For example, if the alleged error was a failure to take certain depositions in the underlying case, a litigation expert would be able to explain what depositions are and why they are important. However, if the legal error arose from a transactional matter involving the sale of a business without adequate documentation of security for indebtedness, a lawyer specializing in such an area will be needed to explain what security instruments are and why they are important.
Why use an expert when the CACI explains the law?
In a legal malpractice case, the CACI instructions provide guidance regarding the standard of care (600), causation of damages (601), that success is not required (602), acceptable alternative legal decisions and strategies (603), and the obligation to refer to a specialist (604). However, neither these instructions nor special instructions can make the complexity of the law understandable to the jury. Just as the testimony of an expert physician in a personal injury case can illustrate and illuminate
medical questions of physical structure and function, an expert witness attorney should be used as a teacher of legal fundamentals.
The expert’s task goes far beyond the conclusion that the defendant-lawyer did or did not fall below the standard of care; he or she must lay the foundation for the jurors to be able to understand the language of the law and the reasons why actions must be taken or avoided. It is not enough for the expert to know the standards and the law; the expert must be able to make it understandable on a basic level.
Suppose, for example, that the alleged malpractice dealt with a failure to name a “deep pocket” as a defendant in an injury case. The plaintiff’s expert must be able to explain the public policy behind the principle of joint-and-several liability in a manner that brings out its fundamental fairness to the victim. Or, what if the alleged malpractice involved the failure to serve appropriate discovery? The expert can explain the types of discovery and how each is used to obtain valuable information that is necessary to prove or defend a case.
Should the expert consultant also be the expert witness?
In medical-malpractice cases, the early retention of an expert is key to understanding the complexities and designing the discovery. In legal-malpractice cases, however, there may be drawbacks to retaining an expert who acts both as a consultant and a witness. One such problem is that the expert-consultant is privy to strategic information which may be discoverable when the expert’s deposition is taken, and he or she is asked to disclose everything that has been discussed with the retaining attorney.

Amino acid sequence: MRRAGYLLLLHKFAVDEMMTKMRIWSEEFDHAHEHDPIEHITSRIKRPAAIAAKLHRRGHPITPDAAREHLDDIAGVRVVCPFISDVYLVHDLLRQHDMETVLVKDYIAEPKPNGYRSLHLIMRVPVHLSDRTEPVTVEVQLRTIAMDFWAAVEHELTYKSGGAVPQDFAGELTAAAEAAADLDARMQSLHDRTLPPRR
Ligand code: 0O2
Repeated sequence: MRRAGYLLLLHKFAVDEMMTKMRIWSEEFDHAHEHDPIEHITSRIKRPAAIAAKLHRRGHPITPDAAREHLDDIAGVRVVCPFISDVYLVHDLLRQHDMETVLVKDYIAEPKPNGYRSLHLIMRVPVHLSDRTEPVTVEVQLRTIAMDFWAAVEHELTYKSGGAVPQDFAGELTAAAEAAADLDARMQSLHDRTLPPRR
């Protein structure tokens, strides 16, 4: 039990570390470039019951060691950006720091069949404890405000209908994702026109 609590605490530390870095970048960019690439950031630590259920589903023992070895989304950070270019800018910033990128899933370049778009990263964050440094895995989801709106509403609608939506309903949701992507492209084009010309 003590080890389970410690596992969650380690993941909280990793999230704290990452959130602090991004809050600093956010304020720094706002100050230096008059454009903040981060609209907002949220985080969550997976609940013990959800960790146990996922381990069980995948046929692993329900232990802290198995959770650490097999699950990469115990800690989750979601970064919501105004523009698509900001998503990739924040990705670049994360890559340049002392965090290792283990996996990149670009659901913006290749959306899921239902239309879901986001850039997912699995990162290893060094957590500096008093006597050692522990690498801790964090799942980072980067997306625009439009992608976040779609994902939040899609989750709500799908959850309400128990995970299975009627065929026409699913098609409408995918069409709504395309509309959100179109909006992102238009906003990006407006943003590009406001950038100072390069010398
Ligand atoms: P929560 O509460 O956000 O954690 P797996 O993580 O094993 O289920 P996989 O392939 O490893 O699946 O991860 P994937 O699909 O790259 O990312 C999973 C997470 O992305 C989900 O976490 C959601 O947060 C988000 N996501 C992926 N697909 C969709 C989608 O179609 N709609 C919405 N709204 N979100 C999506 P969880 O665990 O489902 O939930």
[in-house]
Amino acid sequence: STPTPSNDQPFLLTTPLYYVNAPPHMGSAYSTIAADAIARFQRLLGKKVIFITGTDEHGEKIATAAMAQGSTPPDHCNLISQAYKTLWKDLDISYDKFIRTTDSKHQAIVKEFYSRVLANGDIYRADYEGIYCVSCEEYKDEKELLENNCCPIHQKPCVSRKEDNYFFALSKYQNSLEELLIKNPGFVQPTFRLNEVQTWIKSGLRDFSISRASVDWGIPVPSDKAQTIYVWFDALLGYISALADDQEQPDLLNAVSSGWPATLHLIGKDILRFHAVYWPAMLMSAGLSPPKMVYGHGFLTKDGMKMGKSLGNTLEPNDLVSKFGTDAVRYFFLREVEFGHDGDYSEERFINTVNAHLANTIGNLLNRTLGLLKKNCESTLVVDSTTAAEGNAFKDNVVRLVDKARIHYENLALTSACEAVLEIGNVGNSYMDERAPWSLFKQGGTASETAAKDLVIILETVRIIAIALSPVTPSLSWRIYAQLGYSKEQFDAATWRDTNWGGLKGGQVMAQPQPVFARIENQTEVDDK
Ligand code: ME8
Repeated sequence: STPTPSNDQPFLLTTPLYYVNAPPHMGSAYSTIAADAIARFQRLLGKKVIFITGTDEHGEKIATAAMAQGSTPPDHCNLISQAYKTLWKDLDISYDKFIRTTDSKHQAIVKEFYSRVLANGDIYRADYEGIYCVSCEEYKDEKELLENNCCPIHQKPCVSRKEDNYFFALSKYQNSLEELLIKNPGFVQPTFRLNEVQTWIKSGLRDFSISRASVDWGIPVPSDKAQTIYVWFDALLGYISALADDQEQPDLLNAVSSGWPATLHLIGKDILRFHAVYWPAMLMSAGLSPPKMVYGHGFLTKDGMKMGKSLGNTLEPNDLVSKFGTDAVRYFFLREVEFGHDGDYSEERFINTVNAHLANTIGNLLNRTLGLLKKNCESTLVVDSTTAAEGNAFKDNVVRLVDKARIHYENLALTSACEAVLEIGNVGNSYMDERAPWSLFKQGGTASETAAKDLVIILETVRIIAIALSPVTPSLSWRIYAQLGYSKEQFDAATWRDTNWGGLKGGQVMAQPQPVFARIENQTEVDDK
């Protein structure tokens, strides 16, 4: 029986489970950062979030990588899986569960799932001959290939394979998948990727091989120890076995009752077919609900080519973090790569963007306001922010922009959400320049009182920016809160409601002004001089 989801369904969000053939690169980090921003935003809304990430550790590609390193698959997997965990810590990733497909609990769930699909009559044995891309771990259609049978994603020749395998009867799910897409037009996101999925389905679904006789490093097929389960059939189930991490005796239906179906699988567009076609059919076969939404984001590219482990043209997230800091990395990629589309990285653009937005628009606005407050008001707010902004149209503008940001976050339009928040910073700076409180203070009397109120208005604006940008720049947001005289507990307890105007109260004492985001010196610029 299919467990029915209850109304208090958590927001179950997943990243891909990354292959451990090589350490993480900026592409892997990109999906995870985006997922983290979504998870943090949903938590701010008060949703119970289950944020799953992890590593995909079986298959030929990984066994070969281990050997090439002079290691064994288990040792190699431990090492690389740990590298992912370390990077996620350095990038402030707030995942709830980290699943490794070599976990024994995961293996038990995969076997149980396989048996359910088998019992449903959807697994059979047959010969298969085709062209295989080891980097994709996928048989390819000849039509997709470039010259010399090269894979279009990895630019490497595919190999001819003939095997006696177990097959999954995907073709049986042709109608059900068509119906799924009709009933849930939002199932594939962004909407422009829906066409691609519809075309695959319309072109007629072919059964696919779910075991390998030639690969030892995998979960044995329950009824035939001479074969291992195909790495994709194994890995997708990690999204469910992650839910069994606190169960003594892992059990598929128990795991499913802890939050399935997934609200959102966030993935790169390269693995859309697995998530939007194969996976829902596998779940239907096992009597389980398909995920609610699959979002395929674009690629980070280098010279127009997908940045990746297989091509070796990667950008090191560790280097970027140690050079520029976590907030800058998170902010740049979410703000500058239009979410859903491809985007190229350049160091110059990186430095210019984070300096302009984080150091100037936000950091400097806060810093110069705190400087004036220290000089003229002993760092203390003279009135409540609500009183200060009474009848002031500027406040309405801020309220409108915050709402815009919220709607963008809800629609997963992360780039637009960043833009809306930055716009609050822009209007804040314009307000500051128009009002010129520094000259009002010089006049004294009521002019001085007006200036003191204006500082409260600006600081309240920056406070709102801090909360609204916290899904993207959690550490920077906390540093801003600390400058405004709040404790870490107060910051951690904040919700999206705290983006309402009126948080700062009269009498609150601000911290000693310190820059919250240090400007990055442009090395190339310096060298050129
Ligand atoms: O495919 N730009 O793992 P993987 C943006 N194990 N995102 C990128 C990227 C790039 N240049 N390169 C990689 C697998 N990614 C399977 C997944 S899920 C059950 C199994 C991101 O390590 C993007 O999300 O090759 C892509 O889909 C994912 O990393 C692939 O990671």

Also problematic is that the expert witness, who has acted as a consultant assisting in the development of strategy, may be seen by the jury as just another lawyer for the plaintiff or defendant. This would destroy the image of the independent witness whose testimony is offered to give impartial expertise to the jury. Therefore, it may be advisable to retain two experts: a non-testifying consultant to assist in the preparation of the case and the design of cross-examination of the opposing expert, and a witness to testify regarding the standard of care and causation.
What information does your expert need?
What information should the legal-malpractice expert witness be given in preparation for his or her testimony? As with other experts, nothing should be contained in a writing that the trial lawyer would not want opposing counsel or the jury to see. It is usually not economical to deluge the expert witness with every document and deposition in the case preparatory to a preliminary question of “what do you think”? It is better to prepare a statement of facts that you want the expert to assume as true and a timeline of events with pertinent documents attached as exhibits.
After the expert reviews the preliminary information, he or she will usually be able to express a tentative opinion about liability. A careful expert will usually condition the opinion on further review of the underlying case.